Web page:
I knew I was going to land hard on my back the second that my foot missed its mark on the bike as I slipped away from it. And I knew it was going to hurt.
The jump started out well enough. I had decent height and it was going smoothly, but somehow as I started to come back down I felt myself pulling away from the bike just a little bit, like the bike was moving farther away from me, and as I tried to correct it and stop its momentum with my hands, the bike seemed to rebel.
I missed my footing and then it was only a fraction of a second later that I knew I was falling behind the bike even though my hands were still gripping the handlebars tightly. I had to let go. There was no other way to minimize the injury.
I let go of the handles immediately with both hands and I narrowly missed colliding face first with the rear tire that was still spinning quickly. I narrowly missed having my nose torn off by it.
The ground came at me quickly and I fully expected to land face first. Throwing my hands up in front of my face I became only slightly aware that my body was now twisting around. It wasn’t until I landed hard on my back that I realized I had somehow turned around entirely.
I was down for a few seconds, but I quickly regained my feet and got back on the bike. I had a race to finish. And this was hardly the first time I’d fallen; it came with the territory. That was the rush of the adrenaline for you. It would have taken something insane to slow me down for even a second in the middle of an actual race.
I had to keep going; I wanted to win so badly I could wrap my lips around it. It was the only thing that had kept me moving at the age of twenty-eight to continue trying to thrive in this business that was being dominated by eighteen and twenty-year-old’s. I was old and most thought way past my prime, but I loved doing it and nothing was going to stop me.
Still, I knew that it would soon be time for me to hang up my helmet. Very soon, but not yet. And I had a great plan for how to do it.
She was watching me in the audience.
Leia had leapt at the chance to see me in action again. It was fun and flattering to have such a beautiful, wonderful woman in the audience rooting me on.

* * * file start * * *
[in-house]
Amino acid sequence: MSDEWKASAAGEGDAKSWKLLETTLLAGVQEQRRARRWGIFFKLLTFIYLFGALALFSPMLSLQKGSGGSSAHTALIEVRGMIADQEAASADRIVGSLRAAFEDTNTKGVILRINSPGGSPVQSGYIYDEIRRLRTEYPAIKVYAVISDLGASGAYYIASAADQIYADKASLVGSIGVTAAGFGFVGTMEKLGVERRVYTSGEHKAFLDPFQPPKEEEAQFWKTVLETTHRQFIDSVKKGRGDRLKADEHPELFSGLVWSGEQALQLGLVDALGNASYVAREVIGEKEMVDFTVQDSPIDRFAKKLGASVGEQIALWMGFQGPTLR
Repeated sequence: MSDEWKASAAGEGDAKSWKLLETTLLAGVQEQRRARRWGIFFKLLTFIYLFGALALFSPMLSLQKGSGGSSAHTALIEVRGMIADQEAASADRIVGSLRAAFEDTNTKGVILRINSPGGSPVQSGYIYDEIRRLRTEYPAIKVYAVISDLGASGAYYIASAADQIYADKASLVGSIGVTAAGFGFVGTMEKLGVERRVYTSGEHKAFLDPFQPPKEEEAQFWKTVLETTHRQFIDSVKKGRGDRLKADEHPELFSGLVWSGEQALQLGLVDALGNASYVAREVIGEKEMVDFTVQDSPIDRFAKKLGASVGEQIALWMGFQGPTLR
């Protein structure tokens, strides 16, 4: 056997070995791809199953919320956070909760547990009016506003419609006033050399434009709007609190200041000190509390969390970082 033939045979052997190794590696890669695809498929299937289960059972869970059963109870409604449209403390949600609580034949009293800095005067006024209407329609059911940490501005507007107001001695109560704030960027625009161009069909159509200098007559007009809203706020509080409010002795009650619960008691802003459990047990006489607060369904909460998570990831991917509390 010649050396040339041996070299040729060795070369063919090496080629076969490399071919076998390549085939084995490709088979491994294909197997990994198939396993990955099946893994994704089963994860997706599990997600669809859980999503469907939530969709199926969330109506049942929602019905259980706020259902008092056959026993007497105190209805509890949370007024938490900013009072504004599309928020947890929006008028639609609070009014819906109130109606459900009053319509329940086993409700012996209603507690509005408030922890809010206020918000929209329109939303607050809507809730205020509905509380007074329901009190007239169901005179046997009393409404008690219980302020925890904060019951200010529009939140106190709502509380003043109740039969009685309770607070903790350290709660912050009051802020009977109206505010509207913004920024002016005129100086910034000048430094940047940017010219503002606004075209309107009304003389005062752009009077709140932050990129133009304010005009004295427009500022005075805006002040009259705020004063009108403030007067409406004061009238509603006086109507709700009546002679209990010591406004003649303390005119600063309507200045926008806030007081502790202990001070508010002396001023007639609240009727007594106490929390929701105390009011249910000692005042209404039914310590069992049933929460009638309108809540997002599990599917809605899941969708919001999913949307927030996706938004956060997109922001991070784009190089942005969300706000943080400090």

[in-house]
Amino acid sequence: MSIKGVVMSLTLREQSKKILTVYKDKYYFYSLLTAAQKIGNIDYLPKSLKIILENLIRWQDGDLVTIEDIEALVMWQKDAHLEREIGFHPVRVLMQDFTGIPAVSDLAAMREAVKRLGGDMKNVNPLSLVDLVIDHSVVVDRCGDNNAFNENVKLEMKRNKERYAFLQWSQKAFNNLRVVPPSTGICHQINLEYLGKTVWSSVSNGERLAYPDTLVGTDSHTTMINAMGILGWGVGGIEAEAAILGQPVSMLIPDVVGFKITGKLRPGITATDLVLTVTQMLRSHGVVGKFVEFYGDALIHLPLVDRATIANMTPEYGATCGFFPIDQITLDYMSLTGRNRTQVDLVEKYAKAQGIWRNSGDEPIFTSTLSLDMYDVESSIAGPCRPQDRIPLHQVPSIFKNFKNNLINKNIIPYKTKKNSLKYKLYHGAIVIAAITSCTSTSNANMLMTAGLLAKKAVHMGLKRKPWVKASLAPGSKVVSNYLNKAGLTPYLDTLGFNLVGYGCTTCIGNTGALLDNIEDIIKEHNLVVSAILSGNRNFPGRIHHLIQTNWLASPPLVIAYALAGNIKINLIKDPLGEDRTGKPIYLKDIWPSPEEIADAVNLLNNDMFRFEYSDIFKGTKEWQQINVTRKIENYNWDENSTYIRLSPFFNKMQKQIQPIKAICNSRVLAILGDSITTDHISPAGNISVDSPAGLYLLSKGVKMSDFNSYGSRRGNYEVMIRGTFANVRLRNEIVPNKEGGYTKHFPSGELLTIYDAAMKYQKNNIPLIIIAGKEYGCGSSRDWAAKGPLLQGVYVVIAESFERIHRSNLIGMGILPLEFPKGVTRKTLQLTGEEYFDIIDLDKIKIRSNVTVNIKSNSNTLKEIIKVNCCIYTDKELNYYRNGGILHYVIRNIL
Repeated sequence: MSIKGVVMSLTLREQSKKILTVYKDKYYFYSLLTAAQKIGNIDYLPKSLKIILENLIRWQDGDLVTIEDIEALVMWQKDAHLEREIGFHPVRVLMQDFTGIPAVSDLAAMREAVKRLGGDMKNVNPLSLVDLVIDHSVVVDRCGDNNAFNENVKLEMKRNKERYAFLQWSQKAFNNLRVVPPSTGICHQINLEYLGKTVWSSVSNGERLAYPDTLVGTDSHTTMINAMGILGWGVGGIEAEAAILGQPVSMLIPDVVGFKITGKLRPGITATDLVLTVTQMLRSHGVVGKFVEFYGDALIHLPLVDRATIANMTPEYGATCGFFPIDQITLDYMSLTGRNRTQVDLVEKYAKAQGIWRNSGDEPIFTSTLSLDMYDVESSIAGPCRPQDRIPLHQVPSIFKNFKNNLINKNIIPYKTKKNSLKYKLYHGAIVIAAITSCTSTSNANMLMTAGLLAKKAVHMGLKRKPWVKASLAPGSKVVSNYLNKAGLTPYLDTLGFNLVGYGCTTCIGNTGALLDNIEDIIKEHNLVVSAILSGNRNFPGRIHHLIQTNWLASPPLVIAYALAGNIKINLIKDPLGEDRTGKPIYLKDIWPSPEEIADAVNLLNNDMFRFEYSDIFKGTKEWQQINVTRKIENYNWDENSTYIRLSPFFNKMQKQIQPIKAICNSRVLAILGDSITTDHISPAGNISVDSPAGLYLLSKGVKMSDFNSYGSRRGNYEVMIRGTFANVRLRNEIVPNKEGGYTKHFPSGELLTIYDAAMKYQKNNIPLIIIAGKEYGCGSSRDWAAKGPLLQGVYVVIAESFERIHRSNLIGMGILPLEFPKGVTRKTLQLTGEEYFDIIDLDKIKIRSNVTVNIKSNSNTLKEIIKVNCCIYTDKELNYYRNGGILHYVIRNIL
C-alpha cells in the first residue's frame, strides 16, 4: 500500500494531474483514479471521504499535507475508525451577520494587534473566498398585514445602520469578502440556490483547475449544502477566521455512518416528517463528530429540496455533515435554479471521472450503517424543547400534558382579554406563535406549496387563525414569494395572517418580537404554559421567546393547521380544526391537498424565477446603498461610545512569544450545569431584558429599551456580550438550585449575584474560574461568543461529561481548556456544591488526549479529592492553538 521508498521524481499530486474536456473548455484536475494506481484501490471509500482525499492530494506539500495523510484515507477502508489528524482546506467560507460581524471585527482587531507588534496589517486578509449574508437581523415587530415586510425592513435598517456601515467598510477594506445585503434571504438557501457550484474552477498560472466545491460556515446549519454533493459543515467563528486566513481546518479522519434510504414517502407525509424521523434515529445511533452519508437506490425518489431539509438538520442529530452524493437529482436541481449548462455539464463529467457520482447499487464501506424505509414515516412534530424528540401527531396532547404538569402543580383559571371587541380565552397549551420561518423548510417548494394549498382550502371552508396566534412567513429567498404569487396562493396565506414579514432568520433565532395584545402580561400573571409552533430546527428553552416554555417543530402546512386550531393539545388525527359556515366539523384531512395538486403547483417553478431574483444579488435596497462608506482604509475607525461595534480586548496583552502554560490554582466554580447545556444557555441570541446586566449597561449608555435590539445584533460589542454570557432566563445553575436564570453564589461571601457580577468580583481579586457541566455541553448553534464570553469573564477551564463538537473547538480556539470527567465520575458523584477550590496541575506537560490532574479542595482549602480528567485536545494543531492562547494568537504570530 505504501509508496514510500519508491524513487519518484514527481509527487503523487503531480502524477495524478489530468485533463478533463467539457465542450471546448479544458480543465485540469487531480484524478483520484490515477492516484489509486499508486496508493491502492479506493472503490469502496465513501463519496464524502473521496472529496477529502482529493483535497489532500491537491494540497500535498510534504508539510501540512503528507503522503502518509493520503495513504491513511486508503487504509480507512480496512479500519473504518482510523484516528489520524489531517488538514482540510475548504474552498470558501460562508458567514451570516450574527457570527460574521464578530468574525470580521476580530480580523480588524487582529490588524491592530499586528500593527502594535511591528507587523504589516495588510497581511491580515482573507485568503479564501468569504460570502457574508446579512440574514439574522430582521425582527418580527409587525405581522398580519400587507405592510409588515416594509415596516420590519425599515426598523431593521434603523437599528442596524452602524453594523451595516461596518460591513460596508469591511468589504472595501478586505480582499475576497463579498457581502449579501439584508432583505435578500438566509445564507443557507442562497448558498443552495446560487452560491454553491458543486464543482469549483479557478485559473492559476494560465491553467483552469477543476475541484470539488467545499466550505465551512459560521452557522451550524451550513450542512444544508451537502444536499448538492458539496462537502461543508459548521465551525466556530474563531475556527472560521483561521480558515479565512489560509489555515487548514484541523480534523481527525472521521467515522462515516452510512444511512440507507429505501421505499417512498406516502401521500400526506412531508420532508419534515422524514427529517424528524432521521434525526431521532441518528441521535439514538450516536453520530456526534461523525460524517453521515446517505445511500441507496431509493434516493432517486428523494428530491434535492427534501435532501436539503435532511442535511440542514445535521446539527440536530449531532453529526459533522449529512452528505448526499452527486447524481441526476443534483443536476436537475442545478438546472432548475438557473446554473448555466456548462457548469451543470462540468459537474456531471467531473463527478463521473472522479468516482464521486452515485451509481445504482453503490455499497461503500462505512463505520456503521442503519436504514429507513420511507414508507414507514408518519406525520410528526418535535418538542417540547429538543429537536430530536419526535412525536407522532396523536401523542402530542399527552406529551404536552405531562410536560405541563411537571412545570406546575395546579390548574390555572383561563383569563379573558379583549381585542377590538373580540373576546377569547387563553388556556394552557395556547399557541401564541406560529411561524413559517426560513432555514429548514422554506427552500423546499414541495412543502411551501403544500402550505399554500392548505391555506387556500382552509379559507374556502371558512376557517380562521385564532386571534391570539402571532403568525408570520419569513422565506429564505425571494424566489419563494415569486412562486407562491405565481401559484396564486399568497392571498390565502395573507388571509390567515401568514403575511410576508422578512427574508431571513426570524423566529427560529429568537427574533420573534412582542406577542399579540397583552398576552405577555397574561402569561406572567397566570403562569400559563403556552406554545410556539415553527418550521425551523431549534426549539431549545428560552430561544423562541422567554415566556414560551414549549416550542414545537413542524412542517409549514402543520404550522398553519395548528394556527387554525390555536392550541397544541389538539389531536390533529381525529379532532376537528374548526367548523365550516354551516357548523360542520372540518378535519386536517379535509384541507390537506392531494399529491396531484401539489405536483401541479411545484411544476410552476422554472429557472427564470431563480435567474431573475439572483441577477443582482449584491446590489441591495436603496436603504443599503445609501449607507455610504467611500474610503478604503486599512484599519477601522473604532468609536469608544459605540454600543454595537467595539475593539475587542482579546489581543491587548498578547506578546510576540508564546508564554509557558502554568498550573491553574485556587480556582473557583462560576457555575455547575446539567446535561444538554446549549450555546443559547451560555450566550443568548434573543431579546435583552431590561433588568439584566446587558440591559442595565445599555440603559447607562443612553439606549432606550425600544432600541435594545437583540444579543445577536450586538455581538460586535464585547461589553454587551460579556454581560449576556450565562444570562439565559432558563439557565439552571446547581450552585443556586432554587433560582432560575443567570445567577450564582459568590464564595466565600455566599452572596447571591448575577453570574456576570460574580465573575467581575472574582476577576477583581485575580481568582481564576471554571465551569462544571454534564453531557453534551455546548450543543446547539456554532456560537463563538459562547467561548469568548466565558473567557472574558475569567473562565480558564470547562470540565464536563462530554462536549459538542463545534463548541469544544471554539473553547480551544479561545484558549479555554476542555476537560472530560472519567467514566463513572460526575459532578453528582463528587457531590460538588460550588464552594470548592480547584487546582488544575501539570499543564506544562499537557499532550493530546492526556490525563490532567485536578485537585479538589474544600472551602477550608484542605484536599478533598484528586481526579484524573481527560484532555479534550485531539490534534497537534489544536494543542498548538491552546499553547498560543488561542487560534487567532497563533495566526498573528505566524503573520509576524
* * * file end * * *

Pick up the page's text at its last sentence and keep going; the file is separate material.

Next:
But it would have been even better if she’d ever get the chance to see me win.
Not this time, though. Not by a long shot. A few more disappointing races and it might be back to the amateur ranks for me. I could see it coming.
It was somewhat depressing, but I was dealing with it. The fact that I was soon going to be filthy rich had a way of lightening up the dark clouds that I found myself walking through.
“You did amazing!” Leia said when I came out of the showers heading towards my car.
“Were you watching the same race I was in?” I teased.
She smiled at me. “You took a nasty fall, could have happened to anyone. Speaking of which, are you ok? That looked painful.”
I shrugged. “Well, it didn’t feel good. But I’m fine. Don’t worry about it.”
We’d been going out fairly steady for the past three weeks and so far things could not have been going more smoothly between us. We were really getting into each other’s grooves and learning what made us tick and what made us work together so well. Our personalities were pretty well in sync. We laughed at the same stuff; we looked at things the same way. It was great and I was worried constantly that I was going to do something that would ruin things (I have a tendency to do that) and everything was going to get blown to hell. Then I’d be on damage control. This relationship had to work out, for a variety of reasons.
The race was on a Sunday afternoon. Afterwards we went to see a Dodgers baseball game, as we had planned. They were playing the Reds, one of my favorite teams, and I was stoked to go. Soon we were seated in the third row on the first base side, both of us stuffing our faces with delectable (and slowly toxic) junk food. It was great.
“What’s wrong?” Leia asked.
It was the fifth inning and she had noticed I was squirming in my seat and I kept putting my hand on my lower back.
“It’s nothing,” I said.
“Don’t give me that,” she replied. “I know it’s not. What’s wrong?”
“I guess I messed up my back a bit with that fall. I mean it’s been hurting a bit since the accident, and I felt ok right after the fall today, but now it’s throbbing. I might need to go get a chiropractic adjustment. It’s ok. I got a guy.”